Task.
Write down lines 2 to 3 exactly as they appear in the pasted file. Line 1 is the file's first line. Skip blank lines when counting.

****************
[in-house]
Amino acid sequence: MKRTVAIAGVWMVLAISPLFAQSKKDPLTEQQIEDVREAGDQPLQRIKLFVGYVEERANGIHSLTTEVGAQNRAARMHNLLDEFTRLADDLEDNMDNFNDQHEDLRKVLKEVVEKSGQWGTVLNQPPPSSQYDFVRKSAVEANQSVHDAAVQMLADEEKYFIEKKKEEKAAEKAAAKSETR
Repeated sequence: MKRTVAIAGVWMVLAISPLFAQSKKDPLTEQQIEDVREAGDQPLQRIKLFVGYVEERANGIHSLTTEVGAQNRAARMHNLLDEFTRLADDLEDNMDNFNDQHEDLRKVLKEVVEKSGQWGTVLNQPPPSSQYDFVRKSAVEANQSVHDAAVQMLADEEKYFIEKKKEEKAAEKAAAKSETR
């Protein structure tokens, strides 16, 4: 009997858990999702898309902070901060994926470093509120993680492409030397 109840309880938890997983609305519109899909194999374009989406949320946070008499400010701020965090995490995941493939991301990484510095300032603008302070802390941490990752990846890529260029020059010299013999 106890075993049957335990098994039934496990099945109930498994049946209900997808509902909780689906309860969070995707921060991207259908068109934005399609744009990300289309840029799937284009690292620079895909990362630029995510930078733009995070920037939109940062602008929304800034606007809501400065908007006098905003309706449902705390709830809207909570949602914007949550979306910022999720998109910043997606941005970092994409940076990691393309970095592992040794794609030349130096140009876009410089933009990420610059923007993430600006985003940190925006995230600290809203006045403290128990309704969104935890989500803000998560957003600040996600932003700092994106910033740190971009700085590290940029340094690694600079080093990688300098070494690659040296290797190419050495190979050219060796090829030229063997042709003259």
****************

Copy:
Amino acid sequence: MKRTVAIAGVWMVLAISPLFAQSKKDPLTEQQIEDVREAGDQPLQRIKLFVGYVEERANGIHSLTTEVGAQNRAARMHNLLDEFTRLADDLEDNMDNFNDQHEDLRKVLKEVVEKSGQWGTVLNQPPPSSQYDFVRKSAVEANQSVHDAAVQMLADEEKYFIEKKKEEKAAEKAAAKSETR
Repeated sequence: MKRTVAIAGVWMVLAISPLFAQSKKDPLTEQQIEDVREAGDQPLQRIKLFVGYVEERANGIHSLTTEVGAQNRAARMHNLLDEFTRLADDLEDNMDNFNDQHEDLRKVLKEVVEKSGQWGTVLNQPPPSSQYDFVRKSAVEANQSVHDAAVQMLADEEKYFIEKKKEEKAAEKAAAKSETR